Recent additions to Systemopedia.org

I recently added the following to systemopedia.org:

Citizen Assemblies

citizens’ assembly is a body formed from the citizens of a state to deliberate on an issue or issues of national importance. The membership of a citizens’ assembly is randomly selected, as in other forms of sortition.

The purpose is to employ a cross-section of the public to study the options available to the state on certain questions and to propose answers to these questions through rational and reasoned discussion and the use of various methods of inquiry such as directly questioning experts. In many cases, the state will require these proposals to be accepted by the general public through a referendum before becoming law.

The citizens’ assembly aims to reinstall trust in the political process by taking direct ownership of decision-making.[1] To that end, citizens’ assemblies intend to remedy the “divergence of interests” that arises between elected representatives and the electorate, as well as “a lack in deliberation in legislatures.”[2]

The use of citizens’ assemblies to reach decisions in this way is related to the traditions of deliberative democracy and popular sovereignty in political theory. While these traditions stretch back to origins in ancient Athenian democracy, they have become newly relevant both to theorists and politicians as part of a deliberative turn in democratic theory. From the 1980s to the early 1990s, this deliberative turn began, shifting from the predominant theoretical framework of participatory democracy toward deliberative democracy, initially in the work of Jane Mansbridge and Joseph M. Bessette.[3] Since, citizens’ assemblies have been used in countries such as Canada and the Netherlands to deliberate on reform of the system used to elect politicians in those countries.

Ordinarily, citizens’ assemblies are state initiatives. However, there are also examples of independent citizens’ assemblies, such as the ongoing Le G1000 in Belgium or the 2011 We the Citizens initiative in Ireland.

The Note: Biden blasts Trump — though not his Republican Party

By RICK KLEINandMARYALICE PARKS Jun 12, 2019, 5:59 AM ET
https://abcnews.go.com/Politics/note-biden-blasts-trump-republican-party/story?id=63638753

…Former Vice President Joe Biden has now unleashed a torrent of criticism at President Donald Trump. In an Iowa trip that wraps up on Wednesday, Biden has called the president an “existential threat to America” who is “shredding” the nation’s values and “damaging” the country.

But he was virtually silent on the Republican Party at large. Earlier in the week, Biden expressed confidence that “you’re going to begin to see things change” with Republicans when Trump is off the national stage.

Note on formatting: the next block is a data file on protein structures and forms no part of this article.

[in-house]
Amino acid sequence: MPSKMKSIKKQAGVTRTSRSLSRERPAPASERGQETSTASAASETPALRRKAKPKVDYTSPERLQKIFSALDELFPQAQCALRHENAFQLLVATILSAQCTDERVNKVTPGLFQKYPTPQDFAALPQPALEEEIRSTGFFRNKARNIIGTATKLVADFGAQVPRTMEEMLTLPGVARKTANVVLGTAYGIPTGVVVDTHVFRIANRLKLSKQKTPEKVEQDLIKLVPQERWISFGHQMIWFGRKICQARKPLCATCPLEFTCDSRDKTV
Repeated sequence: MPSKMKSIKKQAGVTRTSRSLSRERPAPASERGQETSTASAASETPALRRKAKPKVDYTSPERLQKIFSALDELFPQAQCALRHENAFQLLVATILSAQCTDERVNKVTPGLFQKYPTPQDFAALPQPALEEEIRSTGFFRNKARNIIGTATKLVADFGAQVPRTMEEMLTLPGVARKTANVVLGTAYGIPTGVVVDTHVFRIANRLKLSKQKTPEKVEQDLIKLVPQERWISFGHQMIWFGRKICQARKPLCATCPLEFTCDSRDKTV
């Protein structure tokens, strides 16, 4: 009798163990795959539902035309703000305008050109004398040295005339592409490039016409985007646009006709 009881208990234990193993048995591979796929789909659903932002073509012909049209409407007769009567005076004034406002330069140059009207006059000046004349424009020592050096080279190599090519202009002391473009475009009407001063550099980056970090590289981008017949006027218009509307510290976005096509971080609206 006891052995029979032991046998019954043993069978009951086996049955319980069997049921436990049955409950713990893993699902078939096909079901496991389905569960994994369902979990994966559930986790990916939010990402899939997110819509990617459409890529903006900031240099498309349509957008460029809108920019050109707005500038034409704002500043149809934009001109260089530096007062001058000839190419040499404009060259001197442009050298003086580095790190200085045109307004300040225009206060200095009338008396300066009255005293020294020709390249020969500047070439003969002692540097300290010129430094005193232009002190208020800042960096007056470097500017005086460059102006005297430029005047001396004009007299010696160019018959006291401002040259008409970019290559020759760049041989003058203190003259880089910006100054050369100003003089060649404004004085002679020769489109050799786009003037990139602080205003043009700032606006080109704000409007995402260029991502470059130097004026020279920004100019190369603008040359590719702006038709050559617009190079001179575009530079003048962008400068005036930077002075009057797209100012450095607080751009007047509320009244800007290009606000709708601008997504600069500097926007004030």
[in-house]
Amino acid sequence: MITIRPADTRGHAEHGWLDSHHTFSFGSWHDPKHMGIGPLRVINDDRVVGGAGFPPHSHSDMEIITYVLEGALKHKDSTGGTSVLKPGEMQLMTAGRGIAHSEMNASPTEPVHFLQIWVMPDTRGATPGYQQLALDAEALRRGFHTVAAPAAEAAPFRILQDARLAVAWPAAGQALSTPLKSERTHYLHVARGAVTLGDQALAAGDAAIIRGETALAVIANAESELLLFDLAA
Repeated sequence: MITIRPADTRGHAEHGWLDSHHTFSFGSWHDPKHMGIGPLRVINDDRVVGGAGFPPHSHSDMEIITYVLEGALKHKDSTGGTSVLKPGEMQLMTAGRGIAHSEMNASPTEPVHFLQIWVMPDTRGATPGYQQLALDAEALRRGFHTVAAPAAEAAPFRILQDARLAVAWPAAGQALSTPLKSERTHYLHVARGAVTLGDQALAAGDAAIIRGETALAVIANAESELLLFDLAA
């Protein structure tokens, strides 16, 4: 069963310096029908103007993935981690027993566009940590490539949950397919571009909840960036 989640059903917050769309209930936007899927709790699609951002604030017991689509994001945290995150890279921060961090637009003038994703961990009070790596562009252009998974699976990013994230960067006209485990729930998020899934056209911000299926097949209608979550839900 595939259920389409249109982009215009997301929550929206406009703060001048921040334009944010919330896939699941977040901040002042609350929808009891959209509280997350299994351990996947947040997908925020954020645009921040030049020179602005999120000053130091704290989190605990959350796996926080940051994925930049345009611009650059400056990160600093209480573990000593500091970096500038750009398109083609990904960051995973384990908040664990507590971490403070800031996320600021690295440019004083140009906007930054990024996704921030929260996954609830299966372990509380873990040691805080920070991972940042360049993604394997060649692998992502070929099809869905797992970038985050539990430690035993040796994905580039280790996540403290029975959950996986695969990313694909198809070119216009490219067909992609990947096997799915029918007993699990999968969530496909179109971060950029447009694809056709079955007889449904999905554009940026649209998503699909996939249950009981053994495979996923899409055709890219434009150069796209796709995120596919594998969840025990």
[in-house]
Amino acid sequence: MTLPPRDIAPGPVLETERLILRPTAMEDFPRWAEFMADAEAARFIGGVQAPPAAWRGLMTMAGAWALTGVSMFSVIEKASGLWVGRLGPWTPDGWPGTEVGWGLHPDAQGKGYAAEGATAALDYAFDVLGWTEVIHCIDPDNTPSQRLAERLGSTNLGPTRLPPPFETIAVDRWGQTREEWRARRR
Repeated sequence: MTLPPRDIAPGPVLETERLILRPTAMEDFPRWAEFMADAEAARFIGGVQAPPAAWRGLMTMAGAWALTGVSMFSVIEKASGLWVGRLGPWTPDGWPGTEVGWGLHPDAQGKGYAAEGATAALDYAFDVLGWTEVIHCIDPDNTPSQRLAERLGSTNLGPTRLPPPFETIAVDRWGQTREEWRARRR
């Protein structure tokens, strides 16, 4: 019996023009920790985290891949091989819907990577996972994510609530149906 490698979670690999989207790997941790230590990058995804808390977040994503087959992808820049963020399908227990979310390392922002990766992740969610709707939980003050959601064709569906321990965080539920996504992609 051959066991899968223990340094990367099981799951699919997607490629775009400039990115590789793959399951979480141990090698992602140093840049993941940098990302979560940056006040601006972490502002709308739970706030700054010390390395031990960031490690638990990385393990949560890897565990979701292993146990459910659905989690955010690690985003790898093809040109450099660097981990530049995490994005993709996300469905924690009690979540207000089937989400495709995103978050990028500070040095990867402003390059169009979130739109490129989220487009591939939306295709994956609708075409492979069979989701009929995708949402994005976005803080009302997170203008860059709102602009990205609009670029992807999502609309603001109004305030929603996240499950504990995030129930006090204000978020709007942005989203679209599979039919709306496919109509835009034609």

“These folks know better,” he said at a fundraiser.

And on Tuesday, he pushed back at the notion that you need wholesale change in the type of people who lead.

“Guess what?” he told reporters after a campaign event in Iowa. “The system worked pretty damn well. It’s called the Constitution. It says you have to get a consensus to get anything done.”

Suffice it to say that such confidence in the GOP reverting to pre-Trump form is not shared widely among Biden’s rivals. Washington Gov. Jay Inslee tweeted, “What’s next? Expecting Toronto fans to cheer for the Warriors in Game 6?”

This may be an example of Biden, with his proud history of cutting bipartisan deals, staying true to himself. …

When They See Us | Netflix Official Site

Five teens from Harlem become trapped in a nightmare when they’re falsely accused of a brutal attack in Central Park. … Academy Award nominee Ava DuVernay (“Selma,” “13th”) directs this powerful retelling of a case that gripped the nation. … In the spring of 1989, five boys of color …

Excellent, timely, extremely important. Highly rated by audiences.

https://www.netflix.com/title/80200549

This changed how I think about love (with Alison Gopnik)

The Ezra Klein Show
https://open.spotify.com/episode/5CYXoW6x3Yuu15ObEuIlgW
JUN 13

Alison Gopnik is a professor of psychology and philosophy at the University of California Berkeley. She’s published more than 100 journal articles and half a dozen books. She runs a cognitive development and learning lab where she studies how young children come to understand the world around them, and she’s built on that research to do work in AI, to understand how adults form bonds with both children and each other, and to examine what creativity is and how we can nurture it in ourselves and — more importantly — each other.I worry when I post these podcasts with experts in child development that people without children will pass them by. So let me be direct: Listen to this one. I didn’t have Gopnik on the show to talk about children; I had her on the show to talk about human beings. What makes us feel love for each other. How we can best care for each other. How our minds really work in the formative, earliest days, and what we lose as we get older. The role community is meant to play in our lives.There is more great stuff in this conversation than I can write in an intro. She’s changed my thinking on not just parenting but friendships, marriage, and schooling. Some of these are ideas you could build a life around. This is worth your time.Book recommendations:A Treatise of Human Natureby David HumeAlice’s Adventures in Wonderland by Lewis CarrollThe works of Jean Piaget